- K. J.: Hajaj...! In the meantime, I know they’re not bad, they’re just like that. In a way, in addition to my theatrical partners, I have played the role of the second wife all my life. Where are they messing it up...? Zoli once said that something happens to a person as a child and stays there. He told me then - I don't know if I should say this - that when he was twelve, his family moved from Transylvania to Hungary, and that little boy has been sitting on the bench of the train station ever since... Maybe the men should go back for that lost child and talk to him.
- Z. B.: Guido does the exact same thing. You can only awaken the inner strength needed for creation and creative work on your own by arranging your divisive relationships. To do this, however, you must return to your childhood, the creative world of cognitions and receptivity. It is a cruel confrontation, but it cannot be missed out. If Guido is unable to rebuild himself from his current life, he will be stuck in the world of memories, dreams and desires forever... As for my story, as a little boy I lost a country, my first love, my friends, and then I felt that I had nothing left to lose. I tried to let go of the associated innervations. I hitchhiked all over Europe, some took me for ten kilometers, others were getting me farther and closer to the city of my dreams, Paris. Then I founded the Maladype Theatre in 2001, and we soon became international. It doesn’t matter if I’m directing in Warsaw or Chicago, I’ll take this irregular guy who is manic of freedom with me everywhere.
- I saw an amazing glistening on stage, that many styles, dazzling clutter evoked the circus for me.
- Z. B.: Not by accident. Like Fellini, I am crazy for the circus. At the age of six, I decided to become an acrobat clown and hung out with a traveling circus. But unfortunately my grandfather brought me back with the police the next morning. Then I felt like they had taken my dream away from me. I didn't talk to my family for a month. I still don't think I've managed to come out of that trauma. The profession of theater-making was then an almost natural choice.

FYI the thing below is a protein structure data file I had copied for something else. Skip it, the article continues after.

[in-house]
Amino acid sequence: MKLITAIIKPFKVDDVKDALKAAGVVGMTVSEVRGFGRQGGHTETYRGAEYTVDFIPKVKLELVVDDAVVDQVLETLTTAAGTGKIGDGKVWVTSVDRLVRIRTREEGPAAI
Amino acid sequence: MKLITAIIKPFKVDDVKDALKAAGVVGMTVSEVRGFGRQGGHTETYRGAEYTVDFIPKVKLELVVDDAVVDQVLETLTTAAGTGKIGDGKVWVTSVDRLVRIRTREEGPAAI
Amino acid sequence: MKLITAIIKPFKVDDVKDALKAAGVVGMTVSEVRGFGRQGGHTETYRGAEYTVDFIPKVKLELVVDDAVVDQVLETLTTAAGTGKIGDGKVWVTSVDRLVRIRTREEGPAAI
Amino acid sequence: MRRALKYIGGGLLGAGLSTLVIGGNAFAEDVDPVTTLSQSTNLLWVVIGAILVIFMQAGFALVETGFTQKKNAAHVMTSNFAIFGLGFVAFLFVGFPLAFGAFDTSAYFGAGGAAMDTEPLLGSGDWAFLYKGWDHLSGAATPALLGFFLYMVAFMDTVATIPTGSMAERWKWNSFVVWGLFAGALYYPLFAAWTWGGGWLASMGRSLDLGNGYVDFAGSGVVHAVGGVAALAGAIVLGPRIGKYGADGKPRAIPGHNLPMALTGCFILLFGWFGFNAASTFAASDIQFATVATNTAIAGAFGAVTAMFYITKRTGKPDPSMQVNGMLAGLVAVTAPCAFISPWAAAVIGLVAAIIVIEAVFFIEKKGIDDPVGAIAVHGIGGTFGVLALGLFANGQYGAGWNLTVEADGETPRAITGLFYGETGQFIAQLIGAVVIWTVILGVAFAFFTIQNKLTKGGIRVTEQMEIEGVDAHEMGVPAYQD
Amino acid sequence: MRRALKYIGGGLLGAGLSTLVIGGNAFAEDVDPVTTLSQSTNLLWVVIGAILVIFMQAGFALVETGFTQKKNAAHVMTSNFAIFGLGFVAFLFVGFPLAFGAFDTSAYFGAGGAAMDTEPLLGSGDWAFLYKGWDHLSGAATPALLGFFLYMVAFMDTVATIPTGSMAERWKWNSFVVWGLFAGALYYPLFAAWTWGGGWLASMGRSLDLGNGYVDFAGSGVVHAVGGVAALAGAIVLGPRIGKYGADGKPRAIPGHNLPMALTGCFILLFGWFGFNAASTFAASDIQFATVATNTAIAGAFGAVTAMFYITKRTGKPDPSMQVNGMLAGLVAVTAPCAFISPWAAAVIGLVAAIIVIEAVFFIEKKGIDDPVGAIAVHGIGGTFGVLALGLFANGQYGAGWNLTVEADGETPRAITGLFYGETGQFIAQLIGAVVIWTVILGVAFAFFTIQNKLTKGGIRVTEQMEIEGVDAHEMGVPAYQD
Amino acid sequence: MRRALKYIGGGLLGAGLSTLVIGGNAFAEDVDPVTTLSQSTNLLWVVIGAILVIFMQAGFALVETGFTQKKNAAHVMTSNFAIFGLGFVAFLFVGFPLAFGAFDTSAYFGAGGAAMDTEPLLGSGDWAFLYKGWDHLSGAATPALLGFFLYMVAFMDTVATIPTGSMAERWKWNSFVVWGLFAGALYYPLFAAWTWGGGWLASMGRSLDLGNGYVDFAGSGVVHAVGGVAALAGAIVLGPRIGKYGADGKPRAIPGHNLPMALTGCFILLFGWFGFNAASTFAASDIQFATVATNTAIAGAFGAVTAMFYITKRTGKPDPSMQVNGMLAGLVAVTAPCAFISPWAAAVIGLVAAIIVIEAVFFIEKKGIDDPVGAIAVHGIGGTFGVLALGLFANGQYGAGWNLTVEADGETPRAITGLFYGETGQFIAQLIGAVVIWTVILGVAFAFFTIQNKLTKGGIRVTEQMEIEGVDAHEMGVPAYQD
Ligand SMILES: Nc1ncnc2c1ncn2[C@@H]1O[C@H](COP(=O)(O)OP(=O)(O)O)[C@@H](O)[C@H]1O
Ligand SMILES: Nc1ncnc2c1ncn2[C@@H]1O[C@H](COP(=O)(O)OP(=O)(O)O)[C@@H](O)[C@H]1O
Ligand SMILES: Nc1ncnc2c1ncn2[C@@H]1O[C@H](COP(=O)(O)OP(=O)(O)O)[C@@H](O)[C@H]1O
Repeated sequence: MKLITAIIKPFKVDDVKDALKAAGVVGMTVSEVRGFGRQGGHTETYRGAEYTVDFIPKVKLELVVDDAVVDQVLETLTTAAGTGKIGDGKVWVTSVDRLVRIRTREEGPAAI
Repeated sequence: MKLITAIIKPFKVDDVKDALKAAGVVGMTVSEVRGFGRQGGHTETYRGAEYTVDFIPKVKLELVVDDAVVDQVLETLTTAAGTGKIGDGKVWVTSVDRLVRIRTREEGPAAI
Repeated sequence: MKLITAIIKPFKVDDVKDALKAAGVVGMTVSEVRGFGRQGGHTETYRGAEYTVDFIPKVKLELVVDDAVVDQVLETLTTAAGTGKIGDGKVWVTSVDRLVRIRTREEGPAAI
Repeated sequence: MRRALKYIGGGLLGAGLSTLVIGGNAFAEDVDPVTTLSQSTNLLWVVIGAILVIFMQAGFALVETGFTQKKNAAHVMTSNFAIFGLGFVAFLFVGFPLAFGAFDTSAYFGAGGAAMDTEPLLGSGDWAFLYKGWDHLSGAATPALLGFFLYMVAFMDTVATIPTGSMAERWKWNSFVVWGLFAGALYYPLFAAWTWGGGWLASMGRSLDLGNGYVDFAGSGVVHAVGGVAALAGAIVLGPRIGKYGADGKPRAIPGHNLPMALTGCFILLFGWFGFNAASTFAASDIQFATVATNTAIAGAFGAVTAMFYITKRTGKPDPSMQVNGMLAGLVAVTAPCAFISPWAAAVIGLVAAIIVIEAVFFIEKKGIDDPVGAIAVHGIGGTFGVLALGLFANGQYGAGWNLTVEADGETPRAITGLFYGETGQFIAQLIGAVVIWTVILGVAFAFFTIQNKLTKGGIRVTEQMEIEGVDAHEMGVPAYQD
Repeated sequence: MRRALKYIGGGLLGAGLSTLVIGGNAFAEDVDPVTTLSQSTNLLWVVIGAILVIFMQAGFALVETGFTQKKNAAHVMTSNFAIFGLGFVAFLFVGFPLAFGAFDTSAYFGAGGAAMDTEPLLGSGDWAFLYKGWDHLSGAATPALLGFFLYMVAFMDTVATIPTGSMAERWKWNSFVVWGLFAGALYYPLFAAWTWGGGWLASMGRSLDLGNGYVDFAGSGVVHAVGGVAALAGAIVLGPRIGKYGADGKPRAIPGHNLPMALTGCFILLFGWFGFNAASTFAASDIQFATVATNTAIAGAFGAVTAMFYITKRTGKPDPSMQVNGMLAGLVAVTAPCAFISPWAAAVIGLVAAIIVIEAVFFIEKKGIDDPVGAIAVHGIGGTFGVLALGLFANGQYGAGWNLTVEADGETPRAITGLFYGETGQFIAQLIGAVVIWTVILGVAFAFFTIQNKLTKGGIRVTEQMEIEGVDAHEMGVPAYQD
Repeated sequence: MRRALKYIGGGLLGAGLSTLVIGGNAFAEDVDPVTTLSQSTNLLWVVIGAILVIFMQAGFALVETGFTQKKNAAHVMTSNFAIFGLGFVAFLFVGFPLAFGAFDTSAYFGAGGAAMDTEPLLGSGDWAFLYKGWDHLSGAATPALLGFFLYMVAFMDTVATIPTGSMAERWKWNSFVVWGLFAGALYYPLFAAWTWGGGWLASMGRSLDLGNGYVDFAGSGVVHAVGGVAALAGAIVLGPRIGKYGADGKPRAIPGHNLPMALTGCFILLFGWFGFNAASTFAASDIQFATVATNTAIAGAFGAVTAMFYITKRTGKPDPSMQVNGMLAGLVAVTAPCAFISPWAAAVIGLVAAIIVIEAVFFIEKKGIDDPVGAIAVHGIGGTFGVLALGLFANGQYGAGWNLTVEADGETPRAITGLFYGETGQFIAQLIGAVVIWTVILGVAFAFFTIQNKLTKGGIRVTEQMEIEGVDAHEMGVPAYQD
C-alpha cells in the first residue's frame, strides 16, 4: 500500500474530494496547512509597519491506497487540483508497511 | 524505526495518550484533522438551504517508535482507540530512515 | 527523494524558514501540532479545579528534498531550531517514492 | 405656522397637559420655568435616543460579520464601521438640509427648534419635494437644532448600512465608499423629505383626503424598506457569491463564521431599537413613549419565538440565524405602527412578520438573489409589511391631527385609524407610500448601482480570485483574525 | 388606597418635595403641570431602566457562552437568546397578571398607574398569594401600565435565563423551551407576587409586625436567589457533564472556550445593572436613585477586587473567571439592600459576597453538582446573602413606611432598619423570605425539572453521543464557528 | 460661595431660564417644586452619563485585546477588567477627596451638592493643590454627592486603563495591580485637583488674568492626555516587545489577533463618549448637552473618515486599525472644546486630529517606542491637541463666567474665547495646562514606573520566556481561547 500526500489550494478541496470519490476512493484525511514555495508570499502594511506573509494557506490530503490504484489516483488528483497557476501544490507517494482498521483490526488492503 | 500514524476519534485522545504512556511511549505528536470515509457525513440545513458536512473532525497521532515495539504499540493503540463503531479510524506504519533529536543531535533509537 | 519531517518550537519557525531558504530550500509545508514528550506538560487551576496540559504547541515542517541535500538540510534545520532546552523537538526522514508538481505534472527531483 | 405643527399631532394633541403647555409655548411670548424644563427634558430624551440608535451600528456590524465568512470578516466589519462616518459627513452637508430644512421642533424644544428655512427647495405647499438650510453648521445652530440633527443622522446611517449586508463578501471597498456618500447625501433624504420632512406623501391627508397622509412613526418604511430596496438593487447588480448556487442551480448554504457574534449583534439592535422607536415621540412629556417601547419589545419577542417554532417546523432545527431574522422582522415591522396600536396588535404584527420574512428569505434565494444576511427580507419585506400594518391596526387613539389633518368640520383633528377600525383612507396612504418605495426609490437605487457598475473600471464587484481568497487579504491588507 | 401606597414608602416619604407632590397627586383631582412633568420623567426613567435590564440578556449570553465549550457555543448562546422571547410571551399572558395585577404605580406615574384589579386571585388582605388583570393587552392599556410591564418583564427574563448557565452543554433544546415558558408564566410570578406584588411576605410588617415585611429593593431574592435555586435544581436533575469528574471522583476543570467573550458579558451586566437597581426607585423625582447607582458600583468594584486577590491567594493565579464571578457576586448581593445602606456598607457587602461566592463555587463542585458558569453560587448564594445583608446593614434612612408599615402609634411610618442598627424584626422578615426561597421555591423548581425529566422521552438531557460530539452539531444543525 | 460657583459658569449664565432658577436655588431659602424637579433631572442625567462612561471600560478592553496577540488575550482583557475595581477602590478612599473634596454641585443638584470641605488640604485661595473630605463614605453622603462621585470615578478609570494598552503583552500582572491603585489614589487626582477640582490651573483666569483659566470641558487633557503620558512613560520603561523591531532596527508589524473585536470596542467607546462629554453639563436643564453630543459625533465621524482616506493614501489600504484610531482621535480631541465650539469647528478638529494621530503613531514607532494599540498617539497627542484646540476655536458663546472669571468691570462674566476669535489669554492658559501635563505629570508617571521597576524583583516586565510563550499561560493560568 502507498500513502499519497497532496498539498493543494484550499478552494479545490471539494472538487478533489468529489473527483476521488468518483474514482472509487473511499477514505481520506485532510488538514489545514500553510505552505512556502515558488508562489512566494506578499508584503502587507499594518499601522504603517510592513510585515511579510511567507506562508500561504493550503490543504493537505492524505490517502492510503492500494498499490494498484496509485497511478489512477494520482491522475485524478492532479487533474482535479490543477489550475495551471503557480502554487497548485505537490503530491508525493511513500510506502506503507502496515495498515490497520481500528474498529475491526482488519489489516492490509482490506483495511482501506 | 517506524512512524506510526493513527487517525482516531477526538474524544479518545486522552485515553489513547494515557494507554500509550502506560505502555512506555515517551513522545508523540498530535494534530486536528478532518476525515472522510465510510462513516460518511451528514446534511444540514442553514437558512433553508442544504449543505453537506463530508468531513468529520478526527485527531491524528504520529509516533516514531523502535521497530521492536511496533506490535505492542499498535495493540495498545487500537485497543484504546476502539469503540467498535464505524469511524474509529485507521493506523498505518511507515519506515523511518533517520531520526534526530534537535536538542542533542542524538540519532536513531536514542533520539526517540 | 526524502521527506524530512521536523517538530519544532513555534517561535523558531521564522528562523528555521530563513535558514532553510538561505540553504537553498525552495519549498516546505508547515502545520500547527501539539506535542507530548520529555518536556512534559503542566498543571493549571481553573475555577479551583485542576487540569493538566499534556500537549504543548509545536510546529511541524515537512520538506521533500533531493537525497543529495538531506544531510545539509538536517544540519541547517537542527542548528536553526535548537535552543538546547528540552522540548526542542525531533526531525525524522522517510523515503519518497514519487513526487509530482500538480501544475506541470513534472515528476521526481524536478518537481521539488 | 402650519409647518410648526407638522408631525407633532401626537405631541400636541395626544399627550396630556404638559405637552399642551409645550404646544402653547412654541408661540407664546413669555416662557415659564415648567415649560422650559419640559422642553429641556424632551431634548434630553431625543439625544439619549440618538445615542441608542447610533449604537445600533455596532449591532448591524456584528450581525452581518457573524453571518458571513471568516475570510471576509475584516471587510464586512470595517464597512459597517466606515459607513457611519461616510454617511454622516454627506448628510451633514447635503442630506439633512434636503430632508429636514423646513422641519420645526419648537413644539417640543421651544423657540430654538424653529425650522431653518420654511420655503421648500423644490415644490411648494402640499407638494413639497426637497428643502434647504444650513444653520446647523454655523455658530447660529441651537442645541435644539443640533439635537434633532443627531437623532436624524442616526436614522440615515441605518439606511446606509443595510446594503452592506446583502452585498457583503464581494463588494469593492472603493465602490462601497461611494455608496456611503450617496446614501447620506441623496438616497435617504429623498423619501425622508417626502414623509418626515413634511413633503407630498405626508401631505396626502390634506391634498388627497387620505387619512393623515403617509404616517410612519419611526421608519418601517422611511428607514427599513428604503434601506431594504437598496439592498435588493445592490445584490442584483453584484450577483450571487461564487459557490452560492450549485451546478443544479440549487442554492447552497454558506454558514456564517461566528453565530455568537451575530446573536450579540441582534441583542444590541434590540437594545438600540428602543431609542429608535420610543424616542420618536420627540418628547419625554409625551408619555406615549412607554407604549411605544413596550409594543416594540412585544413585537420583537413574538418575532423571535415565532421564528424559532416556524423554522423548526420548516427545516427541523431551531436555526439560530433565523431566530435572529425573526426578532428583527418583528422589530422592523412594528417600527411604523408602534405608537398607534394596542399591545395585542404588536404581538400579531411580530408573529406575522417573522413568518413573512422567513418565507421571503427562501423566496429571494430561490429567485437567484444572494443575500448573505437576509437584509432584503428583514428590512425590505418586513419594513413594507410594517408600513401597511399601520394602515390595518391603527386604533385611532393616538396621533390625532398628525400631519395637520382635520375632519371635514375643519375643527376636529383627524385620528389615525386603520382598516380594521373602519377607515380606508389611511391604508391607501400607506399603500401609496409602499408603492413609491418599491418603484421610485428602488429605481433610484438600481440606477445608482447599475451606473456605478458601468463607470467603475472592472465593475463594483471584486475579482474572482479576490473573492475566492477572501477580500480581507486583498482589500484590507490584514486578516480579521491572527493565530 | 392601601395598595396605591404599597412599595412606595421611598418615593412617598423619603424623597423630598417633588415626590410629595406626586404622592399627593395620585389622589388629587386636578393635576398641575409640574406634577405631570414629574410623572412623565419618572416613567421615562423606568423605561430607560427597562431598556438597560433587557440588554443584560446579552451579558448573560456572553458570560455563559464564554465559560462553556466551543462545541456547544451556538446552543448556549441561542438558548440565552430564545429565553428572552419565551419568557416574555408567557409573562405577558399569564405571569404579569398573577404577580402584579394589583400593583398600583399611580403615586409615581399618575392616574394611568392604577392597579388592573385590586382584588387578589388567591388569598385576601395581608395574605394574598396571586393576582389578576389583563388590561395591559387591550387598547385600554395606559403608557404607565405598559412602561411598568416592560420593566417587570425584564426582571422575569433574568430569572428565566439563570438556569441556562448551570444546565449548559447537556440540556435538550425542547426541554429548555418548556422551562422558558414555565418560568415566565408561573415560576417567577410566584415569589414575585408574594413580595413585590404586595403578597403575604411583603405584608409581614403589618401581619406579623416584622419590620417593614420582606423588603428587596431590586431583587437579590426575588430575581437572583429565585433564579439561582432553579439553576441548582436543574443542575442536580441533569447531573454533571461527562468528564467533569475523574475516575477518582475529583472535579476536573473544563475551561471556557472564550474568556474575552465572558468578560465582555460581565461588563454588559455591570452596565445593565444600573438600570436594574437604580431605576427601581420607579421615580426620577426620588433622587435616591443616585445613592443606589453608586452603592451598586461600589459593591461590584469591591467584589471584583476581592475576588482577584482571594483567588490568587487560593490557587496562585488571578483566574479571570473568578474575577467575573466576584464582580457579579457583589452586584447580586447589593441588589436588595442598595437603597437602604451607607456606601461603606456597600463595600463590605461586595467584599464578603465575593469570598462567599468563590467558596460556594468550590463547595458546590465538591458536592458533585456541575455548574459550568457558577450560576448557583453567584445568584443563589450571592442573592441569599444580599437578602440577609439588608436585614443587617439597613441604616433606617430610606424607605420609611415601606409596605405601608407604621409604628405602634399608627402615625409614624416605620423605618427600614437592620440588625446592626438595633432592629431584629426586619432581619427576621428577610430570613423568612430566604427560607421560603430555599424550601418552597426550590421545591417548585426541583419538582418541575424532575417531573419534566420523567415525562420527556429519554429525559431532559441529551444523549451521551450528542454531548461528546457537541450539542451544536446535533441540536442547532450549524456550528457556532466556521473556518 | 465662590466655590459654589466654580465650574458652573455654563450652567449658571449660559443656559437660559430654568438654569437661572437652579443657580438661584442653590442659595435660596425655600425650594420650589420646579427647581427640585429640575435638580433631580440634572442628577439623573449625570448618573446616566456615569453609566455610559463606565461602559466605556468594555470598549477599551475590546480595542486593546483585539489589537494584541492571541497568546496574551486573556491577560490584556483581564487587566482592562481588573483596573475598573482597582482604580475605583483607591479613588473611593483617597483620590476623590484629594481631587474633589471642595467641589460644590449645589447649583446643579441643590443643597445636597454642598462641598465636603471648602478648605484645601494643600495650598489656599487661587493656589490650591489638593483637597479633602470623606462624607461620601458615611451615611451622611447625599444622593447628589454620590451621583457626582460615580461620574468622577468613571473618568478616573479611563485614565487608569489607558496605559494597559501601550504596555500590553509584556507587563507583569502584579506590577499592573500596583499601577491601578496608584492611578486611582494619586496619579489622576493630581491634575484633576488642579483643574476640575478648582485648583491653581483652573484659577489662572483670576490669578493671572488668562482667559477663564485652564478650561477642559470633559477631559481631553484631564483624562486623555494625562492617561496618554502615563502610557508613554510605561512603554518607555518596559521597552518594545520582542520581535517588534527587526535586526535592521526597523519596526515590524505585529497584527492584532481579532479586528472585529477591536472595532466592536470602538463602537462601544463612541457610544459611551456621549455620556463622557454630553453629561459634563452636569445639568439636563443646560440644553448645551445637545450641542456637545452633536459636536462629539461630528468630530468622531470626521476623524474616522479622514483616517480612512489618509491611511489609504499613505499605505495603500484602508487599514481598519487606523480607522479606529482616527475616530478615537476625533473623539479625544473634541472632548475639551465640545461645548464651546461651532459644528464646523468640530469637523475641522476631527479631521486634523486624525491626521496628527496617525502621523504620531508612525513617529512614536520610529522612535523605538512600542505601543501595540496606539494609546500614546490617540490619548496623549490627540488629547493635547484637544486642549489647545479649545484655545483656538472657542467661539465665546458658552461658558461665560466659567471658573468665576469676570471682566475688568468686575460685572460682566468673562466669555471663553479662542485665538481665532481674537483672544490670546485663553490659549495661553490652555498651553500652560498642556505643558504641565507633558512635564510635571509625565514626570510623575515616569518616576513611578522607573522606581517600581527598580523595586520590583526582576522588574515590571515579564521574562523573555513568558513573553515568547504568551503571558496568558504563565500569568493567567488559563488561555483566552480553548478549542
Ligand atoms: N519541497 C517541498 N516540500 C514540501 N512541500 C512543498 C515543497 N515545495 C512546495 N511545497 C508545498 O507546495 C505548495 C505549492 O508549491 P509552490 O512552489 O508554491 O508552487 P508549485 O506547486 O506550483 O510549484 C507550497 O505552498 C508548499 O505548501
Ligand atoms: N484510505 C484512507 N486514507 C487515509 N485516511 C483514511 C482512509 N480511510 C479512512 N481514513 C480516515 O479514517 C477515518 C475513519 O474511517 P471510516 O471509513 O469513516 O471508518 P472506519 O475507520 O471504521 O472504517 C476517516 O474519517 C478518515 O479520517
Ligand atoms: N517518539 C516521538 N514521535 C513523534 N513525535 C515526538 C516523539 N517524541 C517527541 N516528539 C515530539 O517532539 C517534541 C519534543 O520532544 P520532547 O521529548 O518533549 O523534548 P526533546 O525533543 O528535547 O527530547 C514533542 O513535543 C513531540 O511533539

- In the performance there are all kinds of music played from Mozart to swing. How do you bear it with voice, Kata?
- K. J.: I sing from feelings. My colleagues always ask: Kató, what is the sound like here or there? But I never deal with that. It’s not the trill that matters, for me, these are inspired moments in which emotions filter through. It is also a misunderstanding that
the songs separate from the scenes. On the contrary, they flow into each other.
- Christmas is coming. I think you will rest a little.
- K. J.: I will perform with Attila Dolhai during the holidays, but since we do this every year and he is a playful puppy like me, we have learned how to celebrate with the audience. I decorate the tree at home in the morning and also bake a cake because my kids teased me so many times until I started baking during the quarantine and I’m trying to reproduce that now. Anyway, we will play board games a lot. I invite my friends and we will play Activity. I'll be the game master. I love it!
- Z. B.: I will fall under the tree. This year, for the first time in many years, I am having Christmas at home with my family. I roast an orange duck and then just watch out of my head. Next year, four mega-productions like Nine are waiting for me, so I probably won’t be able to stop my thoughts even at Christmas, but of course I’ll try to relax as well. Really looking forward to it!
Lilla Koronczay, Nők Lapja, 2021
Translation by Zsuzsanna Juraszek